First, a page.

Sheriff attacks drugs trade as he jails heroin smuggler for four years
Shetland’s sheriff renewed his criticism of the drugs trade today as he sentenced the latest heroin smuggler to be caught in the isles to four years in prison.
Sheriff Graeme Napier made his comments after Merseyside woman Virginia Creggy, 21, of Cornton Vale Prison, admitted concealing £21,000-worth of the class A drug as she arrived at Sumburgh Airport.
The court had heard Creggy had hidden 1,049 individual wraps containing heroin weighing over 160 grammes in total.
She had caught a taxi at the airport before police, acting on intelligence, caught up with her in Lerwick on her way to North Roe.
The court heard Creggy, who had built up drug debts after using cocaine, had faced threats against her, her family and young son, if she failed to carry out the deed.
Sentencing her, Sheriff Napier said he accepted she had had a minimal role to play in the venture, although he insisted she did stand to gain financially from it. She stood to wipe out her debts by carrying out the deed.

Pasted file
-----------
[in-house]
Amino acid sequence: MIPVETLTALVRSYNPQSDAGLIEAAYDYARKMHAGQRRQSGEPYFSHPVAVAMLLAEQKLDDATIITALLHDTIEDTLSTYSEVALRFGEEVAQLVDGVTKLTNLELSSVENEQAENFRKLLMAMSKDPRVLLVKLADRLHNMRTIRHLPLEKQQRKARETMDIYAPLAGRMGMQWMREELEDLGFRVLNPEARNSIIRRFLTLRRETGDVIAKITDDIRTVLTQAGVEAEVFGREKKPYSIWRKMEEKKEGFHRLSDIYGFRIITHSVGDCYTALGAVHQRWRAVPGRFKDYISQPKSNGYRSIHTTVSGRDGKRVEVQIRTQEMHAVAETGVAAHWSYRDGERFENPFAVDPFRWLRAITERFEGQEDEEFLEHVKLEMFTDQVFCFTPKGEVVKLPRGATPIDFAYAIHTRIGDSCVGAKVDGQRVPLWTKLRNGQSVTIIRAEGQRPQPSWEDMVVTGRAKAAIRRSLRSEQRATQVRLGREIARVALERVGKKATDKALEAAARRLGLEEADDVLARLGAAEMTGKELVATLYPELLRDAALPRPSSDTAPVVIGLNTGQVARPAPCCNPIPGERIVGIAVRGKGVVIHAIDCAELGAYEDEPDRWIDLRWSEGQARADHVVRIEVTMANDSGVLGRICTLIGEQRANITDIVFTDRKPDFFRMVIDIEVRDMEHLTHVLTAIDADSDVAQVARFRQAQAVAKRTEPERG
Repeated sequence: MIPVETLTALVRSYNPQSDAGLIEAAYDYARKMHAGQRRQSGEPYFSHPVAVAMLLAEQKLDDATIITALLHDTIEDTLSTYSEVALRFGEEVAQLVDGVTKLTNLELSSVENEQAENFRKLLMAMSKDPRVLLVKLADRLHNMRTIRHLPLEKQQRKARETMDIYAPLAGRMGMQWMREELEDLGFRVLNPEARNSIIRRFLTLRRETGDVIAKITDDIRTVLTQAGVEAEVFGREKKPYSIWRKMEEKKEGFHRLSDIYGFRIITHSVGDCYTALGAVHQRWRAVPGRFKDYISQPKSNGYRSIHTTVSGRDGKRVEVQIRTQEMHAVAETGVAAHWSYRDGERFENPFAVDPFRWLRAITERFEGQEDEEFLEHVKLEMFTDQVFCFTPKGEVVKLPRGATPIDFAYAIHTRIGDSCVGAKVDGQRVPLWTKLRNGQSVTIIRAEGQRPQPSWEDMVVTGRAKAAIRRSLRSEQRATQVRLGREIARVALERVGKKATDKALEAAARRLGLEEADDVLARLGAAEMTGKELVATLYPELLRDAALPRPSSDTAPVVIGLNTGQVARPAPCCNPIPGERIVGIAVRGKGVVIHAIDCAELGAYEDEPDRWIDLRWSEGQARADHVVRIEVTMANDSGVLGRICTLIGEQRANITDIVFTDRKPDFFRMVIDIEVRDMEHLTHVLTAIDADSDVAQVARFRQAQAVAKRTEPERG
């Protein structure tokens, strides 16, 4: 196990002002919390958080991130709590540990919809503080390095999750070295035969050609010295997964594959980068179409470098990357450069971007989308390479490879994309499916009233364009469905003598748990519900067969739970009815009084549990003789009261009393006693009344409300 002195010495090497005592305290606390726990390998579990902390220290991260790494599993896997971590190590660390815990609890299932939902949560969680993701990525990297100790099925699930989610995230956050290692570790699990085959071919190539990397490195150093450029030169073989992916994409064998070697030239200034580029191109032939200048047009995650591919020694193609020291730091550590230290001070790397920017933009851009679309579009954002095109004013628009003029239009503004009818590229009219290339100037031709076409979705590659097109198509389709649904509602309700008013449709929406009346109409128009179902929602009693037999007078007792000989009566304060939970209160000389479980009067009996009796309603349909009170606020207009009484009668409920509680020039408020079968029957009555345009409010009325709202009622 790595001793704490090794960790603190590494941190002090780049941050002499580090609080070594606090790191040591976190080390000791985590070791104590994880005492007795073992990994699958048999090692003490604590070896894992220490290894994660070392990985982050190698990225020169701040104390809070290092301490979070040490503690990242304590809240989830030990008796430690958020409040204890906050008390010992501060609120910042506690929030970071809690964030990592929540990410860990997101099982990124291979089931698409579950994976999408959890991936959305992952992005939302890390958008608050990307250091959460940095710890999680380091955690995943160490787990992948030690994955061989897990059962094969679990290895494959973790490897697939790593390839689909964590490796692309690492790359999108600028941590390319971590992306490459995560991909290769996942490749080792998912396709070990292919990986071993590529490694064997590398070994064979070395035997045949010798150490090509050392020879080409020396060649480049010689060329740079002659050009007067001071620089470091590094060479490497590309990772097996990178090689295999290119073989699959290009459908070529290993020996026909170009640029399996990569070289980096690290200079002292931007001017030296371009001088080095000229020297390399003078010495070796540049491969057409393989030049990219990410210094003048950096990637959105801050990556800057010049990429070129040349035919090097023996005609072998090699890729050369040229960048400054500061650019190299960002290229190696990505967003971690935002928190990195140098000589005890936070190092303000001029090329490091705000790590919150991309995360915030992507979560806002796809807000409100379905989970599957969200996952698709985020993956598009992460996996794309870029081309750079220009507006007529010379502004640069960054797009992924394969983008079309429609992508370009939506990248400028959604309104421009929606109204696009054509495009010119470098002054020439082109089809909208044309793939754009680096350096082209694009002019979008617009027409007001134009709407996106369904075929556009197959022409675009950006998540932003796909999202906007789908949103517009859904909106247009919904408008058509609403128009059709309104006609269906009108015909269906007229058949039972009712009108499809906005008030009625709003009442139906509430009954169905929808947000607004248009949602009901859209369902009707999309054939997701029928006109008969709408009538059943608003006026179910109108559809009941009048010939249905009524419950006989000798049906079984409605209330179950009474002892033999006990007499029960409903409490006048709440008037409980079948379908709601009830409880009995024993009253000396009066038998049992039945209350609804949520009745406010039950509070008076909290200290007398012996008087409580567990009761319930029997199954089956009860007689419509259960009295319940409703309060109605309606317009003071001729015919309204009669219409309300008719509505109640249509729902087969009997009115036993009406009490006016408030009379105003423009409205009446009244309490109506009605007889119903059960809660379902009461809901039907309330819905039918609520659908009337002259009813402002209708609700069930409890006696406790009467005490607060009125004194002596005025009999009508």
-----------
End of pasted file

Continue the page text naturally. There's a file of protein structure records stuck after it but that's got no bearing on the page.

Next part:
“You have pled guilty to the very serious crime of being concerned in the supplying of 160.8 grammes, or £21,000 in value, of the class A drug heroin, a drug that has blighted many young lives both in the area of your home and here in Shetland.
“A number of these people, some on the road to recovery, are appearing before me today for reviews of their progress. Many more are still addicted and provide an easy market for those who are happy to make financial profit out of the destruction of these individuals’ lives.”
He added: “You say you were not to benefit financially from this involvement but of course that is not the case. You were to have your own, and possibly also your sister’s, drug debts wiped out – that was the financial incentive to you.
“Anyone who becomes involved in the illicit drug trade, as you have in the past … must know that if you run up a tab for drugs there will at some point be a day of reckoning when, if you do not pay, there may be repercussions.”
The sheriff said he had recently become aware of a “predominance” of female couriers being caught as they entered the isles.
“I am not sure if there is any particular reason for that – whether, for example, it is thought that such a person will attract a lower sentence if caught.
“Some of those individuals are particularly vulnerable. Many, like you, have children. Whilst there are many elements of vulnerability in your background, it is nothing compared to that of many I deal with.”
He said he would be “failing” in his duties if he did not mark the seriousness of her offending “with a significant sentence of imprisonment”.
He backdated the prison-term to 8th April, when Creggy was first taken into custody.